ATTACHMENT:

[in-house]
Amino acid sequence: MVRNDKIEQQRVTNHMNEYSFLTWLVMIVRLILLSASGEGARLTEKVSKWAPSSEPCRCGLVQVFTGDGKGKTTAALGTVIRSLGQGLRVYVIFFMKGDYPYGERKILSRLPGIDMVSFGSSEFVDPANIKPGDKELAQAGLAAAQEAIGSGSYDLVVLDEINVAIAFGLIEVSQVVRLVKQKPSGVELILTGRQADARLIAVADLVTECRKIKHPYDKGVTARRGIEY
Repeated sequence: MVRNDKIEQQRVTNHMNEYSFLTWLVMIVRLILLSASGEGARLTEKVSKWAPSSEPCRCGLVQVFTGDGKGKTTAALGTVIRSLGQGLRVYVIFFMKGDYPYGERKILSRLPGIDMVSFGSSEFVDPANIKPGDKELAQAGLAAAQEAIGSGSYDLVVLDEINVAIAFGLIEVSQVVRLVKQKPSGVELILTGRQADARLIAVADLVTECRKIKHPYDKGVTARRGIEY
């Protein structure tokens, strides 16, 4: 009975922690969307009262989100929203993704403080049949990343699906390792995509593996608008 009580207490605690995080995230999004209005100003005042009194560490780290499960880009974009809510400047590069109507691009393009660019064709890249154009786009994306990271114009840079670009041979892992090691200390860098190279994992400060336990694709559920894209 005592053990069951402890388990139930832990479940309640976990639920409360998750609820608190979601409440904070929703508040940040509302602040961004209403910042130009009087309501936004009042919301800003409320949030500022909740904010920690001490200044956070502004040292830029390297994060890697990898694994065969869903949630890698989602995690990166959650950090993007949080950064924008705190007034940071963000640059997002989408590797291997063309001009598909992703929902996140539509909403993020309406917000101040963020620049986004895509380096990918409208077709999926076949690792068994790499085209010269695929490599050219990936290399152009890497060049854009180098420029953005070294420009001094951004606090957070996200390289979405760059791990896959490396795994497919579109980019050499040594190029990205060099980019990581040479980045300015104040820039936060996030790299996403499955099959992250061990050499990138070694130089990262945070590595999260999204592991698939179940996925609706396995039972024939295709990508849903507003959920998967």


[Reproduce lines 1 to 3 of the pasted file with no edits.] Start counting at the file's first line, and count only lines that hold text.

[in-house]
Amino acid sequence: MVRNDKIEQQRVTNHMNEYSFLTWLVMIVRLILLSASGEGARLTEKVSKWAPSSEPCRCGLVQVFTGDGKGKTTAALGTVIRSLGQGLRVYVIFFMKGDYPYGERKILSRLPGIDMVSFGSSEFVDPANIKPGDKELAQAGLAAAQEAIGSGSYDLVVLDEINVAIAFGLIEVSQVVRLVKQKPSGVELILTGRQADARLIAVADLVTECRKIKHPYDKGVTARRGIEY
Repeated sequence: MVRNDKIEQQRVTNHMNEYSFLTWLVMIVRLILLSASGEGARLTEKVSKWAPSSEPCRCGLVQVFTGDGKGKTTAALGTVIRSLGQGLRVYVIFFMKGDYPYGERKILSRLPGIDMVSFGSSEFVDPANIKPGDKELAQAGLAAAQEAIGSGSYDLVVLDEINVAIAFGLIEVSQVVRLVKQKPSGVELILTGRQADARLIAVADLVTECRKIKHPYDKGVTARRGIEY